Intel – Pay Today To Grow Tomorrow

By Stephen D. Simpson, CFA | January 23, 2012 AAA

For better or worse, software giant Microsoft (Nasdaq:MSFT) and Intel (Nasdaq:INTC) are still tied together in many investors' minds. Both are former leading lights of the tech universe brought low by the perception that the evolution of new technologies will permanently cripple their growth prospects.

With a growing addressable market in areas like security and data, Intel's ability to flex its R&D and manufacturing muscle may well be underestimated by the Street today.

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Beating Lower Numbers for the Fourth Quarter
Intel reported a fourth quarter that was broadly better than published estimates, though still shy of where most analysts had been on the stock a couple of months ago. Revenue slid more than 2% sequentially, but jumped 21% over last year as Intel had little choice but to endure the disruptions to the PC market brought on by the flooding in Thailand (and the subsequent issues with hard disk drive supply).

Growth in the core PC business fell 4% sequentially (and rose 17% versus a year ago), while the start of Romley shipments led the data center business to 8% sequential growth. Intel's software and services segment saw nearly 7% sequential revenue growth.

Gross margin improved about a point sequentially (and was basically flat from last year). Increased R&D spending weighed on operating income, though, and operating income fell 4% sequentially (and rose 14% from the year-ago quarter), leading to about a half-point of operating margin compression. (For related reading, see Understanding The Income Statement.)

Spend Today to Win Tomorrow?
One of the bigger sources of volatility in Intel shares has often been the company's guidance on capital spending and, to a lesser extent, R&D. The question here really comes down to short-term thinking (what can boost earnings and cash the most right now) versus long-term success.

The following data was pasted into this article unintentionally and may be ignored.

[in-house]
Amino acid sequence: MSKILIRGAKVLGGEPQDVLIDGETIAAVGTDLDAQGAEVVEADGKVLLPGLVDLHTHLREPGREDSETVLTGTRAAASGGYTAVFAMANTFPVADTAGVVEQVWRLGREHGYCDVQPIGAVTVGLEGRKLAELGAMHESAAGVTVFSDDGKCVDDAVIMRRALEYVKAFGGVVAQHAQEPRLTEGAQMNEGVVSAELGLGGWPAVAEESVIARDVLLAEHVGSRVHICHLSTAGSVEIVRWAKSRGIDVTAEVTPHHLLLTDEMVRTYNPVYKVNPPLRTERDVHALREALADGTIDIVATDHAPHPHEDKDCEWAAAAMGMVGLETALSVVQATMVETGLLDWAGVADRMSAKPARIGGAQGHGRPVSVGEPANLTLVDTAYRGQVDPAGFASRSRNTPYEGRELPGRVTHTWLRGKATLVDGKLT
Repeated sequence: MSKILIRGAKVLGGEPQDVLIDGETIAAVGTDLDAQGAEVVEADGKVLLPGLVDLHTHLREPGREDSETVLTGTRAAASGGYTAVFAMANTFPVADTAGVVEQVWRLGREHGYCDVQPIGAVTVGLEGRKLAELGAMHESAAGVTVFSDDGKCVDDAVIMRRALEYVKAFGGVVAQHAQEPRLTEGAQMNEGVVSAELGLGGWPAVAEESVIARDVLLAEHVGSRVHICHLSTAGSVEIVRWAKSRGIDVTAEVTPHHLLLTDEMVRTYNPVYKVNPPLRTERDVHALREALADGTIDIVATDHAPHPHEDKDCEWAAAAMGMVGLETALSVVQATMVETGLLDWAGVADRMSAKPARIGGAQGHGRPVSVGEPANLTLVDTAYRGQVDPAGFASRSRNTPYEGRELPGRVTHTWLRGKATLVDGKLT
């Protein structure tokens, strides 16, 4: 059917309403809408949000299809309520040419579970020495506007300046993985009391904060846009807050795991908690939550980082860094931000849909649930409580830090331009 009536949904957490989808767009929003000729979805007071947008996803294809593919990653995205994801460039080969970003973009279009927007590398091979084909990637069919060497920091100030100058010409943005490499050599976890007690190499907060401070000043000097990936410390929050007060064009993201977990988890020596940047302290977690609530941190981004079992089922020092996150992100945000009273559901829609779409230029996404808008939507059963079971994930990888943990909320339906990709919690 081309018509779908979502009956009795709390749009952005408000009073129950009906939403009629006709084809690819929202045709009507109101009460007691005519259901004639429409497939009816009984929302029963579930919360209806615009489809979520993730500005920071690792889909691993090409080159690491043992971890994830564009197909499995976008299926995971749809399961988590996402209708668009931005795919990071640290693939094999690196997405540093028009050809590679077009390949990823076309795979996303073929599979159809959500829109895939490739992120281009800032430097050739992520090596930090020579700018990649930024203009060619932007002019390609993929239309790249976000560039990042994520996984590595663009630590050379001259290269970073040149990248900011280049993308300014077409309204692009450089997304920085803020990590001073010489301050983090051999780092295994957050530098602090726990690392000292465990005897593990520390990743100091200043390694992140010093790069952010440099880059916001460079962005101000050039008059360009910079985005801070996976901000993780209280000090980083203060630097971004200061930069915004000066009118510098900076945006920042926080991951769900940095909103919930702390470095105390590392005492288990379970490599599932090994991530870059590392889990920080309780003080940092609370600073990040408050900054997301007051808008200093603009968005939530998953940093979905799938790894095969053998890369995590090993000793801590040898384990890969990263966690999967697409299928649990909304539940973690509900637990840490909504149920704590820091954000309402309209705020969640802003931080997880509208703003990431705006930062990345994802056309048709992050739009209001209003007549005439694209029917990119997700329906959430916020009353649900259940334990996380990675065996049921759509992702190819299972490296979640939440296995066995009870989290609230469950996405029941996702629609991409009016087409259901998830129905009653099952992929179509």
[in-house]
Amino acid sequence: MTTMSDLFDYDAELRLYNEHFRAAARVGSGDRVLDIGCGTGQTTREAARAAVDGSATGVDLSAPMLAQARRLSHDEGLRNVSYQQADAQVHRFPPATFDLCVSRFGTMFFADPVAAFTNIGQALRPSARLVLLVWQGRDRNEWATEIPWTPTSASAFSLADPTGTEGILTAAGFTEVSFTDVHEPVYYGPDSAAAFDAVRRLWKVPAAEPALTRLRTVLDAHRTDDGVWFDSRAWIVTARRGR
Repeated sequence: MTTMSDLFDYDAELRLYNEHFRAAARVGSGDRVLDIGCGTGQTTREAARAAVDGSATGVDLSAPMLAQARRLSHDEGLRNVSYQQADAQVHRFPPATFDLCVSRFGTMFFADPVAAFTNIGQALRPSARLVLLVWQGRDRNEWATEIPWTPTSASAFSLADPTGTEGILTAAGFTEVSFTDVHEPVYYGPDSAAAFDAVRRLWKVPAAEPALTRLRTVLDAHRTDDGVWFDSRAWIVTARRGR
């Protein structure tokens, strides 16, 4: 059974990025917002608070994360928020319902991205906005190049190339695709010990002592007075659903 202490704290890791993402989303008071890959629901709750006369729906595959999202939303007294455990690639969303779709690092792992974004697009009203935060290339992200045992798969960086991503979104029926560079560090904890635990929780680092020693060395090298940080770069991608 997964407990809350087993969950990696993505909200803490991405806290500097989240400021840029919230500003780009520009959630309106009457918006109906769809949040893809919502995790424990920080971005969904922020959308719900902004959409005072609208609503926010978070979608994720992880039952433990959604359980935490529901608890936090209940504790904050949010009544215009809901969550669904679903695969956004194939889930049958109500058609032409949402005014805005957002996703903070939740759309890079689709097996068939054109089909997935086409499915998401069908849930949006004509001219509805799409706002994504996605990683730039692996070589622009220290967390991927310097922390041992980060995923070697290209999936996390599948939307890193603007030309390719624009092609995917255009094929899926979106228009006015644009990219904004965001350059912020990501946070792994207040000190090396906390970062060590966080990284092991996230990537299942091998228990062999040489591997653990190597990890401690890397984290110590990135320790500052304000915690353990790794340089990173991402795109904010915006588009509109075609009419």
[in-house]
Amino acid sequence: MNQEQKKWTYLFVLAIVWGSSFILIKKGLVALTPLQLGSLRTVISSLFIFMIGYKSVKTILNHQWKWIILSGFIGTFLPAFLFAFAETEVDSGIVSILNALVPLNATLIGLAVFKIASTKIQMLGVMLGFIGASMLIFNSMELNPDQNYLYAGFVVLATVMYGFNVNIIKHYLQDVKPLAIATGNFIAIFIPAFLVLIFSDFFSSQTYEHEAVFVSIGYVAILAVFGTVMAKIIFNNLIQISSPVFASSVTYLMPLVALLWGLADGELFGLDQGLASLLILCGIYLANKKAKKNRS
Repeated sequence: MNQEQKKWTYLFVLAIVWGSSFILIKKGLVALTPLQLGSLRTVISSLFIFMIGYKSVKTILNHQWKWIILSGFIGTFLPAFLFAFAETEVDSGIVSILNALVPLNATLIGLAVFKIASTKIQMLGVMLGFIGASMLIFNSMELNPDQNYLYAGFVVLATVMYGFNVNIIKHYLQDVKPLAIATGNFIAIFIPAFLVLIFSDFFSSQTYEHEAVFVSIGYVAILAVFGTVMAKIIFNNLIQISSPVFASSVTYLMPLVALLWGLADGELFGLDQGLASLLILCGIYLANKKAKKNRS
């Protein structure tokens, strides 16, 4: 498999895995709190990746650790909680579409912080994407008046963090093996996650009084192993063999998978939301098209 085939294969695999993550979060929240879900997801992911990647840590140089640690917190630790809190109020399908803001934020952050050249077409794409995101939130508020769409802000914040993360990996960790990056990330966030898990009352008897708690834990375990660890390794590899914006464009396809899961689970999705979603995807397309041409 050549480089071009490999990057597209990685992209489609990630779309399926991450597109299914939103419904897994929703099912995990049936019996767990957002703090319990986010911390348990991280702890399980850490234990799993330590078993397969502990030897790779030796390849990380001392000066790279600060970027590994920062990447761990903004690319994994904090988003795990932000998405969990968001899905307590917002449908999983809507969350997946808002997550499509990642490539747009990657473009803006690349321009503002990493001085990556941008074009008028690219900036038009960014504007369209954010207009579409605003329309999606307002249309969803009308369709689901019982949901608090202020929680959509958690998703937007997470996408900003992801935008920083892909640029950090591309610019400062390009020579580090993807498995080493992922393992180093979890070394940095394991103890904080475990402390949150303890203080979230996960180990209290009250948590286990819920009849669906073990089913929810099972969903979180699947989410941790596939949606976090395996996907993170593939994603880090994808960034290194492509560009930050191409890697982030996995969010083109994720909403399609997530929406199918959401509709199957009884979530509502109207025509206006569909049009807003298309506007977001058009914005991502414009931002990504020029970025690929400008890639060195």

Intel's R&D spending in 2011 was greater than the market capitalizations for other chip companies like ON Semiconductor (Nasdaq:ONNN), STMicroelectronics (NYSE:STM) and very nearly Nvidia (Nasdaq:NVDA) as well. While it may be true that there has never been a one-to-one correlation between R&D spending and results, I have to believe that such a level of development activity gives Intel multiple chances to get back in the game on mobile and expand into other markets like networking and security.

Capex, too, can offer under-appreciated leverage. Capex does drain away capital that could otherwise be paid out to shareholders, and increases depreciation expense. But capex also can lead to better gross margins and the ability to literally make things that other companies cannot. Capex can also give a company more flexibility - Texas Instruments (NYSE:TXN) recently made major investments in capex and is using the margin leverage that has provided to start competing in market segments that were previously less interesting from a profit perspective.

As an aside, with Intel upping its spend, that's good news for equipment vendors like Applied Materials (Nasdaq:AMAT) and KLA-Tencor (Nasdaq:KLAC) that sorely need a rebound. It could also work out well for ASML (Nasdaq:ASML) - although Nikon has been a strong supplier to Intel in the past, ASML's R&D advantage may serve to force Intel's hand more towards ASML in the future.

The Bottom Line
Like Microsoft, Intel is not at all conceding the mobile market to the new generation. It will take time to grab share and shift the market, but Intel clearly has the resources to devote to this market.

All of that said, Intel doesn't jump out as a huge bargain. The relatively quick obsolescence cycle of semiconductor equipment limits future free cash flow leverage, and even an assumption of 10% forward compound free cash flow growth does not leave a lot of appreciation potential in the shares. Intel is certainly a solid company (and pays a good dividend), but there are better ways to make money in chips today. (For related reading, see Free Cash Flow Yield: The Best Fundamental Indicator.)

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At the time of writing, Stephen Simpson did not own shares in any of the companies mentioned in this article.

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